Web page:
Q. For oil and gas companies, what incentive is there to put resources into geothermal instead? Isn’t a geothermal loop a longer-horizon, maybe 30- or 40-year asset? Wouldn’t drilling geothermal systems involve drilling and supporting fewer wells?
JB: We’re not quite sure. There needs to be work done and modeling done to determine the length of the asset. It’s one of those unknowns for this type of project, but yes, 30 to 40 years is the estimated minimum. But these are largely educated guesses at this point because it’s not been done. ... It’s a question that is kind of just answering itself in terms of engagement, because they are interested. ... It’s been my experience so far that the more the concept has been in the media, the more interest in terms of double-digit thousands of people engaging on LinkedIn posts about the concept. This is from Houston in the oil and gas industry all the way up and down the chain from C-level folks to exploration geologists saying, “Wow, this is so cool. I really want to work on that.”
Even in a grassroots way, this is gaining traction in some of the larger operators, which is really cool to see. There are a lot of things that go into that. I think some of the younger folks working in petroleum engineering are really interested in seeing what the picture of their careers will be 30, 40 years down the road. This offers something exciting and promising, right? It’s like a new frontier that’s clean, that leverages their schooling and everything they know. There’s just an energy behind this that is self-sustaining, and it’s great.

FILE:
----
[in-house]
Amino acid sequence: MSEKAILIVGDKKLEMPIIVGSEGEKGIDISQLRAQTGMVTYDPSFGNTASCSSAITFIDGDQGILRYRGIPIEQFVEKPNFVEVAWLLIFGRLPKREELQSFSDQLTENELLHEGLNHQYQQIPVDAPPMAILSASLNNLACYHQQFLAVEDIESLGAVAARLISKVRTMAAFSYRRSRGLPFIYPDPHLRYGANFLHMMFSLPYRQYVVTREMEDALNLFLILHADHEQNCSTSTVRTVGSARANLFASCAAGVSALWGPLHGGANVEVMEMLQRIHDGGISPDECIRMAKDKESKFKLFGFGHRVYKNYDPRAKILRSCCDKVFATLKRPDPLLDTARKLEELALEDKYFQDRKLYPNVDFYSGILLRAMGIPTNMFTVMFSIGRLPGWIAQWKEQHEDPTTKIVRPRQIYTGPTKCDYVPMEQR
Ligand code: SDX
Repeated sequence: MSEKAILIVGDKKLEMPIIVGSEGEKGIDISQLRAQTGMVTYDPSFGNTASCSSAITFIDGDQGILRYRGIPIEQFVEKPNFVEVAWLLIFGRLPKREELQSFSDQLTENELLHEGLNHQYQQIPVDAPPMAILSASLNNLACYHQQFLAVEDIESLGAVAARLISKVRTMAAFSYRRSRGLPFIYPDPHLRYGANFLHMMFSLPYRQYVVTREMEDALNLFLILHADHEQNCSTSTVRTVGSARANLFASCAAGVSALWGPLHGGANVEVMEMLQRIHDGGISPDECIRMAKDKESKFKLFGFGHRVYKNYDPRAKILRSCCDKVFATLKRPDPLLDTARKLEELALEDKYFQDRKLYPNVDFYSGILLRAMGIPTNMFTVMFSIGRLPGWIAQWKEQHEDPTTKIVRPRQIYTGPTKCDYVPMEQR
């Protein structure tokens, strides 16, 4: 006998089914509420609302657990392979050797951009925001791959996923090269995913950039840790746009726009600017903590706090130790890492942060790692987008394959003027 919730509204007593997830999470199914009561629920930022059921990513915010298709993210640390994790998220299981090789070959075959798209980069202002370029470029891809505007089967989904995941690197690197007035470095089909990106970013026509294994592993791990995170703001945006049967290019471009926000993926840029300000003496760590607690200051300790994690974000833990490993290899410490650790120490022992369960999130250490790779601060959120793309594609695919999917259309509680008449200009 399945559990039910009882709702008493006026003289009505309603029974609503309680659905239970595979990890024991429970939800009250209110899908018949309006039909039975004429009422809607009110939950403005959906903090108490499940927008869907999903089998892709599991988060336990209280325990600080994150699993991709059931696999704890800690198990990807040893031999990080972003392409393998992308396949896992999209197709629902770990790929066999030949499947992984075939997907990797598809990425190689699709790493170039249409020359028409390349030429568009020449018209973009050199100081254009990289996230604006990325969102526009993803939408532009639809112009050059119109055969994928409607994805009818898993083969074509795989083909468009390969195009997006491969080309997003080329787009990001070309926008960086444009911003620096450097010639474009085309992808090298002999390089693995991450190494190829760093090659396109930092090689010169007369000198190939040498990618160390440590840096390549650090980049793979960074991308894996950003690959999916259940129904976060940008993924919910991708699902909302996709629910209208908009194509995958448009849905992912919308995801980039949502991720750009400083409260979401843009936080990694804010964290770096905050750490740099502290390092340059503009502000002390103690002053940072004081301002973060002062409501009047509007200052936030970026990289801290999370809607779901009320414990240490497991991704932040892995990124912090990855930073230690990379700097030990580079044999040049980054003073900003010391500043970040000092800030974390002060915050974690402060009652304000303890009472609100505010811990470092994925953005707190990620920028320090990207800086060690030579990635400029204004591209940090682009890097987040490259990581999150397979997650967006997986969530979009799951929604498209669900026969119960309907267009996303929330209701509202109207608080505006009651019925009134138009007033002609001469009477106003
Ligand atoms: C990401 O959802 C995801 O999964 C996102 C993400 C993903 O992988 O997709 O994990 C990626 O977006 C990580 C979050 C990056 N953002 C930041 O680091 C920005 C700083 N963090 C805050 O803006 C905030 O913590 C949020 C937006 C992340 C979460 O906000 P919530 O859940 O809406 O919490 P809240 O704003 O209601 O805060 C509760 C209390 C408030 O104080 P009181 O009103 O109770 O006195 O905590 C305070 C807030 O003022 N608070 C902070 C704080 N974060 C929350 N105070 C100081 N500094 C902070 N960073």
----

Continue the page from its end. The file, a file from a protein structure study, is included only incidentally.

Why they would pivot, why they would engage — I think that’s a question of business strategy. The operators are really busy right now, (1) becoming power producers and (2) acquiring technologies and companies that have literally nothing to do with anything they know currently. They’re out buying wind companies and solar farms. It’s a good strategy to diversify, but this is square one. ... Why not develop the clean energy future that leverages everything you do, know, own and all of your workforce to do the same thing? It’s a concept that’s resonating deeply because of that. They’re doing this anyway. They’re looking to clean energy, they’re diversifying, they’re becoming power producers. This just really hits the nail on the head when it comes to business strategy and looking at the future.
Q. You’ve said your goal is to make geothermal energy a ubiquitous utility within 10 years. What roadblocks do you see to that happening?